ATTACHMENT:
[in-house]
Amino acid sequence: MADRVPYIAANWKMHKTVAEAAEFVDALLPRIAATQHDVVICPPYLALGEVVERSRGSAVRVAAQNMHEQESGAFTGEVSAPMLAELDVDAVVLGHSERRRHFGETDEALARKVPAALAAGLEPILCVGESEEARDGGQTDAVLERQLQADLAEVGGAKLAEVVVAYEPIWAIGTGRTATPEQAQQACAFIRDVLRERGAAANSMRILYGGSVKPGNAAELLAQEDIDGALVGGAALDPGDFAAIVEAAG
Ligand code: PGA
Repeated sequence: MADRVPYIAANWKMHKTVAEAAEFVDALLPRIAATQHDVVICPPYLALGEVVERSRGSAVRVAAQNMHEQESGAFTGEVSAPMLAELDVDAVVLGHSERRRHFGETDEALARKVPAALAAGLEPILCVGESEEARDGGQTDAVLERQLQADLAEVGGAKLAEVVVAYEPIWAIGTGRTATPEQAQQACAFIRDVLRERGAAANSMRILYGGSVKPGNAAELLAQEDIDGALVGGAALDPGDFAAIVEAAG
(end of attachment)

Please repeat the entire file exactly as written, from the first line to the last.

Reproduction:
[in-house]
Amino acid sequence: MADRVPYIAANWKMHKTVAEAAEFVDALLPRIAATQHDVVICPPYLALGEVVERSRGSAVRVAAQNMHEQESGAFTGEVSAPMLAELDVDAVVLGHSERRRHFGETDEALARKVPAALAAGLEPILCVGESEEARDGGQTDAVLERQLQADLAEVGGAKLAEVVVAYEPIWAIGTGRTATPEQAQQACAFIRDVLRERGAAANSMRILYGGSVKPGNAAELLAQEDIDGALVGGAALDPGDFAAIVEAAG
Ligand code: PGA
Repeated sequence: MADRVPYIAANWKMHKTVAEAAEFVDALLPRIAATQHDVVICPPYLALGEVVERSRGSAVRVAAQNMHEQESGAFTGEVSAPMLAELDVDAVVLGHSERRRHFGETDEALARKVPAALAAGLEPILCVGESEEARDGGQTDAVLERQLQADLAEVGGAKLAEVVVAYEPIWAIGTGRTATPEQAQQACAFIRDVLRERGAAANSMRILYGGSVKPGNAAELLAQEDIDGALVGGAALDPGDFAAIVEAAG